Latin America & Caribbean

Brazil protests: President Rousseff meets activists

Brazil's President Dilma Rousseff, right, and Gilberto Carvalho, secretary-general of the presidency of Brazil, second right, arrive for a meeting with representatives of the Free Fare Movement
Image caption Brazil's President Dilma Rousseff (at right) has held a meeting with representatives of the Free Fare Movement

Demonstrations have broken out again in Brazil, as President Dilma Rousseff holds talks with protest leaders.

The president is trying to find ways to end the unrest which has erupted nationwide since 11 June, and has seen one million people take to the streets.

In one of Monday's demonstrations, hundreds of people blocked the main road to Brazil's busiest port, Santos.

Meanwhile, two women were killed in the state of Goias when a car hit a protest barricade. The driver fled the scene.

The two were part of a group of around 300 protesters setting up an early morning road block in Christalina.

Police say both victims were pronounced dead at the scene.

Image caption Protests continued in Brazilian cities over the weekend, albeit on a smaller scale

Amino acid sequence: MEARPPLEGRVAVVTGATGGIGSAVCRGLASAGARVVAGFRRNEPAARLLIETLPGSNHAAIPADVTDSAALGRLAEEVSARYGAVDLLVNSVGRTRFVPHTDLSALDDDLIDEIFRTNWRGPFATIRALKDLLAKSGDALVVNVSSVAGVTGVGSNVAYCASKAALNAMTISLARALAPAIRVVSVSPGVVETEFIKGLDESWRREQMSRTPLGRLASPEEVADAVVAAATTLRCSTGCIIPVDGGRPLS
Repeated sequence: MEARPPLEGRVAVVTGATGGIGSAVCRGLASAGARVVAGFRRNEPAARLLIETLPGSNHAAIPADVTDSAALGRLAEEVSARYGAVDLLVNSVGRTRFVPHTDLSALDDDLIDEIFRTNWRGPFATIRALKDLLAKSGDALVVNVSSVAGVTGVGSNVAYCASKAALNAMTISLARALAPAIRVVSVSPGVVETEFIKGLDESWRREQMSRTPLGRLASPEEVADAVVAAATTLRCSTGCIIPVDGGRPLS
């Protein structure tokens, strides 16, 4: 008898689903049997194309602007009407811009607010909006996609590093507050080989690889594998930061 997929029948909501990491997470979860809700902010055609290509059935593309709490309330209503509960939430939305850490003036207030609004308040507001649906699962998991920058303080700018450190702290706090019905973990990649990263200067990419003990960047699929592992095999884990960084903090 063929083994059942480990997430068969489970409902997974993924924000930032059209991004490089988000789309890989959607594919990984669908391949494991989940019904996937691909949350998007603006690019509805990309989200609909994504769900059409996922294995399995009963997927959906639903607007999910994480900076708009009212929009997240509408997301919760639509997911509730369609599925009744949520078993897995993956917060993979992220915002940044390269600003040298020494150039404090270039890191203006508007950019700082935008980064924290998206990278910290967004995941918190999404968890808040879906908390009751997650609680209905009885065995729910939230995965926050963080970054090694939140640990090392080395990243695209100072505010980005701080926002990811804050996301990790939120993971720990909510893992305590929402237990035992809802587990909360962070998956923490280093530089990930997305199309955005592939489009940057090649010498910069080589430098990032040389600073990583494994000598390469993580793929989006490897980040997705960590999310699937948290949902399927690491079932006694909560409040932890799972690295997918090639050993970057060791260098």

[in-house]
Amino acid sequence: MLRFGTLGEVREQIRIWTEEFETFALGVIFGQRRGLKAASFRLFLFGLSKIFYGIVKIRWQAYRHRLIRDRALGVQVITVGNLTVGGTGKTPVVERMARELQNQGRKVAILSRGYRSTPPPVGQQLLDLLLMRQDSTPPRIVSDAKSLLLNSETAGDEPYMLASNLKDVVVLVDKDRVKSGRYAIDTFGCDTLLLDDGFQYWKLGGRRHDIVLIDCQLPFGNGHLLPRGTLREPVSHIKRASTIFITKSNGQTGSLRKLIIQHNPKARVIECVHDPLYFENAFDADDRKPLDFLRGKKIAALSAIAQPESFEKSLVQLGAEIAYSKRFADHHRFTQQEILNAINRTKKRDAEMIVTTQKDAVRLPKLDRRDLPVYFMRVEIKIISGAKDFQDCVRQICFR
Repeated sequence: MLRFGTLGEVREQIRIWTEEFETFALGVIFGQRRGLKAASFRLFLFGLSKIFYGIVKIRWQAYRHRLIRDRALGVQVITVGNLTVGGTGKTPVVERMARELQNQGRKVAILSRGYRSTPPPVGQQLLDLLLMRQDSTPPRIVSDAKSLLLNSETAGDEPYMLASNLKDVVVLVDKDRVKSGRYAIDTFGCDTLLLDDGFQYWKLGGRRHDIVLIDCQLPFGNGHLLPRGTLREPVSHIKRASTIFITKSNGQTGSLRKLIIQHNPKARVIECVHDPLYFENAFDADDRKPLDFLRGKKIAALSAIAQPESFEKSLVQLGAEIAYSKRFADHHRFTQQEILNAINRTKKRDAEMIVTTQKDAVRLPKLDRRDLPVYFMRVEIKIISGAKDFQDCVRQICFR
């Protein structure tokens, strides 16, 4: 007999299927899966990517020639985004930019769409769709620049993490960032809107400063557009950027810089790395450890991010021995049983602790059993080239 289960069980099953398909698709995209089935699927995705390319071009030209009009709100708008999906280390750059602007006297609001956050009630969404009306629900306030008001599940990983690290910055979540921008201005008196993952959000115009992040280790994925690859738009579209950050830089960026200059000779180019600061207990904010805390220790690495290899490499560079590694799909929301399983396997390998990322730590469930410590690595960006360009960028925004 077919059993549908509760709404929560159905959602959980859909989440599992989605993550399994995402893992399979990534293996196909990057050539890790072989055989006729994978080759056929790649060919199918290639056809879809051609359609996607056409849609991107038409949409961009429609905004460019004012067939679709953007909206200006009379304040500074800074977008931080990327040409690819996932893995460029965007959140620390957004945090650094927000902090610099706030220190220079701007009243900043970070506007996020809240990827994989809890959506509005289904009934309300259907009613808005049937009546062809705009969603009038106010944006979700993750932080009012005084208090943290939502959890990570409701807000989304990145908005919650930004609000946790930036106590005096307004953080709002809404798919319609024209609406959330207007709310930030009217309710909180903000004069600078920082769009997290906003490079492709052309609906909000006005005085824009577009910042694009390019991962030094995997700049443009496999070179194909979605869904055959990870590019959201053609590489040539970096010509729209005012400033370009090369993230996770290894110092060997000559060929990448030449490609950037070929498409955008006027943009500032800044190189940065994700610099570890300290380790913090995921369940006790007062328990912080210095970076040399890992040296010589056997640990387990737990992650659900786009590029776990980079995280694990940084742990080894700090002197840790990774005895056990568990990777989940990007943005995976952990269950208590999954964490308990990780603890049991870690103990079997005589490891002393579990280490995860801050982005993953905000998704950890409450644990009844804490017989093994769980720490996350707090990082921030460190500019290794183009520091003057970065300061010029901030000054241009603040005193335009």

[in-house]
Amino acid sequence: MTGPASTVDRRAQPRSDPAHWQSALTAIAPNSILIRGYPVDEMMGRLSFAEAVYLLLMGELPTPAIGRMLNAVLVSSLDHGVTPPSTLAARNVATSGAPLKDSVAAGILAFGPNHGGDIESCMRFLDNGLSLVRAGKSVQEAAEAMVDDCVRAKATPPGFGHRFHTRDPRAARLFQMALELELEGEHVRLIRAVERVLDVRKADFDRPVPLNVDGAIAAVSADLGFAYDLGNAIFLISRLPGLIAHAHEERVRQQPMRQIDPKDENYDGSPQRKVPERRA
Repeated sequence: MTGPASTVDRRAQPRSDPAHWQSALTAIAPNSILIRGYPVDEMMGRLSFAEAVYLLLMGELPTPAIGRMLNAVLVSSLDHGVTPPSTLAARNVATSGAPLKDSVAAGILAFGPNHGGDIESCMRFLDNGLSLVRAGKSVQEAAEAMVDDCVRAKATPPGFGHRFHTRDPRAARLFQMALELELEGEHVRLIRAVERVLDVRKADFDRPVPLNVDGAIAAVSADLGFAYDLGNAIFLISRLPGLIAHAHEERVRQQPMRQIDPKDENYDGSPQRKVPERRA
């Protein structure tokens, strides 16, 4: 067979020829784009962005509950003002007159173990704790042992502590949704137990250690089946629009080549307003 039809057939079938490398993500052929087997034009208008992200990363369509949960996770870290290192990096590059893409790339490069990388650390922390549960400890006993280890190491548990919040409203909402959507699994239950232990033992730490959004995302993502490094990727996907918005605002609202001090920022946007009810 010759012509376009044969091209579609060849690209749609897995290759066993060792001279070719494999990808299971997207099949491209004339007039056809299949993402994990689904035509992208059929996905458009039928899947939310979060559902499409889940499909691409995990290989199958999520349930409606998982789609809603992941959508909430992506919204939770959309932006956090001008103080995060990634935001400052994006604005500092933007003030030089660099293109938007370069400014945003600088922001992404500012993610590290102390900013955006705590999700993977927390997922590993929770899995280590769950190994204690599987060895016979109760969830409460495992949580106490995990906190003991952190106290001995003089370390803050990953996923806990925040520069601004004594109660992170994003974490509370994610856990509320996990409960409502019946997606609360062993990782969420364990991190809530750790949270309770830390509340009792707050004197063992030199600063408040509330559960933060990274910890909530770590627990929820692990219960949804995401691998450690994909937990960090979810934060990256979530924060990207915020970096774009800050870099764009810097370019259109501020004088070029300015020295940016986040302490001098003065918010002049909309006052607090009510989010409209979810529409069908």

The deaths bring the total number of lives lost because of the protests to four. Further demonstrations are due later on Monday in the cities of Rio de Janeiro and Sao Paulo.

'No plan B'

Brazil is due to host both the 2014 Fifa World Cup and the Olympics in 2016, and many of those demonstrating are unhappy at the cost of building stadiums in a country where many live in poverty and ticket prices for such prestigious international competitions are out of reach.

Unrest has dogged many of the fixtures currently taking place in Brazil as part of Fifa's Confederations Cup, seen as a dress rehearsal for the World Cup and using many of the same facilities.

Fifa's Secretary General Jerome Valcke has said the organisation has "no plan B" for next year's World Cup and no other country had made an official offer to host it.

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Media caption"The protest is not against football but against politics." The BBC's Sarah Rainsford talks to Brazilians in Sao Paulo

The wave of rallies in more than 100 cities began in Sao Paulo, where residents were unhappy at planned rises in public transport fares.

Those increases have since been shelved - but the protests rapidly became more widespread and the protesters' demands more wide-ranging.

Brazilians have been demanding better health and education services, saying they are fed up with paying relatively high taxes and feel that they do not get enough back from the state.

Protesters are also angry about corruption and scornful of politicians.

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